July 1, 2011

JULY 2011 APAC News, Vol. 4, No. 6

Welcome to the July, 2011, edition of APAC News!

President Hogan Meeting with APAC: Discussion Post

You can read the update from the meeting with President Hogan in the September issue of APAC News, here. Or you can scroll down to see the questions and concerns submitted by campus APs.

Update - 8/26.  The meeting with President Hogan has been rescheduled to September 26th.

Update - 8/11. The meeting with President Hogan has been postponed due to conflicts related to the announcement of UIUC's new Chancellor.  We are in the process of rescheduling and the meeting will likely occur in October.  We will still plan to include the comments, below, in our meeting.

APAC WILL be meeting with President Hogan on August 11th along with AP representatives from Urbana and Springfield.  This post is an opportunity for AP readers to provide feedback on what we should discuss.

THE FOLLOWING items are on the agenda:

•             Budget Outlook and Raises
•             AP/Civil Service Conversion and Hiring Exemption Authority
•             State Employment and Benefits Issues: Pensions/Health Care/ Etc.
•             Recruitment and Retention of APs
•             ARR and the Human Capital Strategy for APs
•             5 and 10 Year Goals for UI

DO YOU have any input or feedback on any of these items?  Which is the most important to you?  Which is the least important to you?  Is there anything missing from this agenda that you would like us to discuss?  Please let us know.

Leave your feedback by posting a "comment" below.  If you chose, your response can be anonymous.

Conversions of Researcher Staff
to Civil Service Causes Concerns

Faculty who have research grants and need to fill research positions with people 
who have specialized skills are concerned about conversion of APs to Civil Service.

By Monica M. Walk

AS ACADEMIC Professional positions at UIC continue to be evaluated and converted to Civil Service positions when deemed appropriate and as required by law, new questions emerge concerning the ways that changing the status of employees working in support of research may affect the research process in this highly ranked research University.

“I THINK one concern is whether faculty who have research grants and need to fill research positions with people who have specialized skills or experience in a particular type of research will be able to do so,” said Dr. Phil Patston, secretary of the UIC Faculty Senate and chair of its executive committee, and associate professor in the UIC College of Dentistry.  “If they cannot hire people with the right skill set, then their whole research enterprise could be threatened.”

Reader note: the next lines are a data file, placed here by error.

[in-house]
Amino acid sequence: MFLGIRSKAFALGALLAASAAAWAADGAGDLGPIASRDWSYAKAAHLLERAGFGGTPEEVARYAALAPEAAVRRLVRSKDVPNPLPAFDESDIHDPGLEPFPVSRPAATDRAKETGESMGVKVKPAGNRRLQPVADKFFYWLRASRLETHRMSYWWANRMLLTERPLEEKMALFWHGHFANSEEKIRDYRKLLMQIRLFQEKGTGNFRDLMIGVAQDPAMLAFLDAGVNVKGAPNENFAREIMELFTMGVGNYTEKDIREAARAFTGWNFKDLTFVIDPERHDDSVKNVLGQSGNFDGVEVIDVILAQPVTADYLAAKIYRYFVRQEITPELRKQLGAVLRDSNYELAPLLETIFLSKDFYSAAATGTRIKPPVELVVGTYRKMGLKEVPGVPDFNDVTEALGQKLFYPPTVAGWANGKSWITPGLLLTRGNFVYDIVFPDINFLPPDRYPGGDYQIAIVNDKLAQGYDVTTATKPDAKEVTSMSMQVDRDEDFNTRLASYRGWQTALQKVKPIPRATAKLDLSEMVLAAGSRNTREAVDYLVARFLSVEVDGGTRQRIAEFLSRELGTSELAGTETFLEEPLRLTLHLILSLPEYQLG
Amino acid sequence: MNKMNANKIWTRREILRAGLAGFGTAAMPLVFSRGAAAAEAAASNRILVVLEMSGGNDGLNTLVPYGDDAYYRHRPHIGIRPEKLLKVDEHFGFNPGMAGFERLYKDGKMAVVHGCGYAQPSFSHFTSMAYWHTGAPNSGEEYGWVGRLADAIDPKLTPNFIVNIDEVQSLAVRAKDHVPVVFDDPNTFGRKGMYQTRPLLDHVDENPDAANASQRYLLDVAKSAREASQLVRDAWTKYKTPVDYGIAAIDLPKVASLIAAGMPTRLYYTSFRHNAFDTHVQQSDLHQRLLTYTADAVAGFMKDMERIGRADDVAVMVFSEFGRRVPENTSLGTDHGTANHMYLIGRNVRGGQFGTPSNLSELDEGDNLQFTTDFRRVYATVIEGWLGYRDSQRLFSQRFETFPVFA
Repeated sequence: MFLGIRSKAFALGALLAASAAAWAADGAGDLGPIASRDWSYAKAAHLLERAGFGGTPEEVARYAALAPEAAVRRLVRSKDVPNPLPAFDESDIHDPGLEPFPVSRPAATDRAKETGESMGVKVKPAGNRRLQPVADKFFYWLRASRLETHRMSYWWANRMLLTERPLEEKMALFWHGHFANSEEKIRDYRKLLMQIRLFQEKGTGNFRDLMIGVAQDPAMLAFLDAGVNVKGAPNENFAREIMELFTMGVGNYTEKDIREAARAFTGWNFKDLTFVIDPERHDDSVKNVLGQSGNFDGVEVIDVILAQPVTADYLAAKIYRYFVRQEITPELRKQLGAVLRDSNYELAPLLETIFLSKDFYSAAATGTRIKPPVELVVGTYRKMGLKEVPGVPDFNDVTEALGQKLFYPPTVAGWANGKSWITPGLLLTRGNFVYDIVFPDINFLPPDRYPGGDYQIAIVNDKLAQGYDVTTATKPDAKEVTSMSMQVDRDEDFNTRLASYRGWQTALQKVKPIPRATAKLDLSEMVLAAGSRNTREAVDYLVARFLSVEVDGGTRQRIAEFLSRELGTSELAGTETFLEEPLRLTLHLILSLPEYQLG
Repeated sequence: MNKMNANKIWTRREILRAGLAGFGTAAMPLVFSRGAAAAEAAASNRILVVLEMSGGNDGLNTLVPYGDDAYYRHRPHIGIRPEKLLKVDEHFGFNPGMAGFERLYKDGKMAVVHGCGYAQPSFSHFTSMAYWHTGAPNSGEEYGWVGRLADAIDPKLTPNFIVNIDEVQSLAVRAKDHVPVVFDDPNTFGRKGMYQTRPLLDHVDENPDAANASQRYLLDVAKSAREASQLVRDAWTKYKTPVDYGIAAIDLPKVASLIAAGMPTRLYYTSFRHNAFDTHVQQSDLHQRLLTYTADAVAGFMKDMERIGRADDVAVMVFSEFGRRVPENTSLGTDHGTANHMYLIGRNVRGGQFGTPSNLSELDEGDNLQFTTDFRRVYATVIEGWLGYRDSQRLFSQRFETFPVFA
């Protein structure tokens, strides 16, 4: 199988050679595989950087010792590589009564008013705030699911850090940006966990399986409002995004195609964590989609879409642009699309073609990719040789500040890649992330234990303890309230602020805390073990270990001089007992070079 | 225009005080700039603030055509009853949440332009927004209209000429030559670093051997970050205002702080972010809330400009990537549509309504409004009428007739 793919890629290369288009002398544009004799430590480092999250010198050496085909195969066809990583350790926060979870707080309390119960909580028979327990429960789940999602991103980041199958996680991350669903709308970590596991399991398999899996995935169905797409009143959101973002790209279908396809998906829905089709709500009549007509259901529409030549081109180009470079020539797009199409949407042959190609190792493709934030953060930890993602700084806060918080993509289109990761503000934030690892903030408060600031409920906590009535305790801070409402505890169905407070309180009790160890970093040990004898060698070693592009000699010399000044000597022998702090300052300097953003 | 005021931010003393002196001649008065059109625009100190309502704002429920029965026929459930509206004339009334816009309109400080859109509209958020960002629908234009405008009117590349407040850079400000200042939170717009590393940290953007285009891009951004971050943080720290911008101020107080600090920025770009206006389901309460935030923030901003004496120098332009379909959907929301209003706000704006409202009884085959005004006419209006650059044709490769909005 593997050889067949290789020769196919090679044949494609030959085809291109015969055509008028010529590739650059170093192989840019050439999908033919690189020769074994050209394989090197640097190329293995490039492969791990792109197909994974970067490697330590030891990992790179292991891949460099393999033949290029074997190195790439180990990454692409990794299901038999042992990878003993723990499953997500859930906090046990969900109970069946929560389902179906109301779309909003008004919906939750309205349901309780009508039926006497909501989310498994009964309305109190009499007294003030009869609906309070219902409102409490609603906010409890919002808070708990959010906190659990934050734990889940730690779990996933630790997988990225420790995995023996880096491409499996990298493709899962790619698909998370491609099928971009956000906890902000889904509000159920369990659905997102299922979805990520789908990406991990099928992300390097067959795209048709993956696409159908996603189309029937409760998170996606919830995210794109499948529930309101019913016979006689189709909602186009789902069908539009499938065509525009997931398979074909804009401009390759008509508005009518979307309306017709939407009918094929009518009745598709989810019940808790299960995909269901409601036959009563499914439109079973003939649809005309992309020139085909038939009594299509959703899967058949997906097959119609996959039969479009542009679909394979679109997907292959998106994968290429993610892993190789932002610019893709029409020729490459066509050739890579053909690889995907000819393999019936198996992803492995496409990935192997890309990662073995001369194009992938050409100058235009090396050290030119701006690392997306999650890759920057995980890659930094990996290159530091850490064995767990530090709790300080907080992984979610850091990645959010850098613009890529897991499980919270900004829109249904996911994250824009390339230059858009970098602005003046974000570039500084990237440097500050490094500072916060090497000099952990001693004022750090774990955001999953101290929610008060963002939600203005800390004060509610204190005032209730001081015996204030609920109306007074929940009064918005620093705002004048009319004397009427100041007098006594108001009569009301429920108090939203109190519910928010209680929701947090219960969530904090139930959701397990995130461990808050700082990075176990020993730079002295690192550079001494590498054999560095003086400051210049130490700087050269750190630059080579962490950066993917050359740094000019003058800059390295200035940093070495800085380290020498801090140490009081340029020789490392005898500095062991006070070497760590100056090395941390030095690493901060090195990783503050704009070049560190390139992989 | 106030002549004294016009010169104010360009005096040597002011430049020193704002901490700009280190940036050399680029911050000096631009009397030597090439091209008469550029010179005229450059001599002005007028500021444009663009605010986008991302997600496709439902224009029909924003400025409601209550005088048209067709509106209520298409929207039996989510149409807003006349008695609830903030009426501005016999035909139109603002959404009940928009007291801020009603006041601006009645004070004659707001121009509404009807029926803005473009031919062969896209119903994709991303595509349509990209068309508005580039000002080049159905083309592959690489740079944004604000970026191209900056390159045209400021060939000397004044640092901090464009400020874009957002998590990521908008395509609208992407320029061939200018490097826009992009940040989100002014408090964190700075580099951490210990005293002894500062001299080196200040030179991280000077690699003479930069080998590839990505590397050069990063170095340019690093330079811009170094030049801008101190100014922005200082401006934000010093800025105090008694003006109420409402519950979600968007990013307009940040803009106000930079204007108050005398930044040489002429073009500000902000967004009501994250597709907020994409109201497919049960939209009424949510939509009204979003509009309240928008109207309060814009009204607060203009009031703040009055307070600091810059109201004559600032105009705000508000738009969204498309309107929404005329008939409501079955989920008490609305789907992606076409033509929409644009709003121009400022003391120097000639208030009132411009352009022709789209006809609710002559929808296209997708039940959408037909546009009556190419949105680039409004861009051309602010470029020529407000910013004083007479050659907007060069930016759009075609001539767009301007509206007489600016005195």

ASSOCIATE VICE President for Human Resources Maureen Parks acknowledges that the full scope of converting positions in research areas will not be fully clear until all Academic Professional positions are analyzed. 

“NOW, THE majority in research are not Civil Service, but that may change,” she said. “We don’t know if that will change until we analyze the jobs. If the job does clerical work, it likely will be Civil Service; if they are doing analysis, probably not. But, clerical isn’t the only type of Civil Service work:  there are highly skilled and qualified employees in Civil Service positions across the campus. Civil Service personnel are a very important part of the University of Illinois. Every employee group contributes to its overall mission. The work is good and valuable.

“IT IS a matter of figuring out if duties and responsibilities meet Civil Service criteria:  If they do, we may need to convert them; if they don’t, we won’t,” she said.

PARKS EMPHASIZED that classifying positions depends on the job duties and responsibilities attached to a position. “Each situation can be unique and should be judged on its own merits,” she said. “We have to know the facts for each situation.”

THE CURRENT Civil Service process of seniority “bumping” indicates a less than smooth transition possibility for some jobs.

“WE CONSTANTLY hear concern about people on grant funding, and concern about bumping and qualifications,” Parks acknowledged.